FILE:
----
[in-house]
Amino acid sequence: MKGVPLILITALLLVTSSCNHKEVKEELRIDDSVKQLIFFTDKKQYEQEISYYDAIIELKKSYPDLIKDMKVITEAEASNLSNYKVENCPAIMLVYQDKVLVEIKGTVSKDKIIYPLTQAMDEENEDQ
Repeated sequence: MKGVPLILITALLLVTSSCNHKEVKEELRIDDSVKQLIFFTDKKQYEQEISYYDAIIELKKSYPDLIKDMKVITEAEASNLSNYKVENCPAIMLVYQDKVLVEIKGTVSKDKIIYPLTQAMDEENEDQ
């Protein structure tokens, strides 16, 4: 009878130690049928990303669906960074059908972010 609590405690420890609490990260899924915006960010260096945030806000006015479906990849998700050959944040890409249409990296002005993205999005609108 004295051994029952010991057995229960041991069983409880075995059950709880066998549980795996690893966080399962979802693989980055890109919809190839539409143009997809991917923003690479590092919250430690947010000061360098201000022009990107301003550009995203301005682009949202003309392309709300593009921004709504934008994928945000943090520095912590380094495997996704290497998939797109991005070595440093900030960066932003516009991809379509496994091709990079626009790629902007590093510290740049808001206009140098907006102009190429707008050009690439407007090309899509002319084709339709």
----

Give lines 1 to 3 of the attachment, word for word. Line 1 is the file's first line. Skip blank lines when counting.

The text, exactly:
[in-house]
Amino acid sequence: MKGVPLILITALLLVTSSCNHKEVKEELRIDDSVKQLIFFTDKKQYEQEISYYDAIIELKKSYPDLIKDMKVITEAEASNLSNYKVENCPAIMLVYQDKVLVEIKGTVSKDKIIYPLTQAMDEENEDQ
Repeated sequence: MKGVPLILITALLLVTSSCNHKEVKEELRIDDSVKQLIFFTDKKQYEQEISYYDAIIELKKSYPDLIKDMKVITEAEASNLSNYKVENCPAIMLVYQDKVLVEIKGTVSKDKIIYPLTQAMDEENEDQ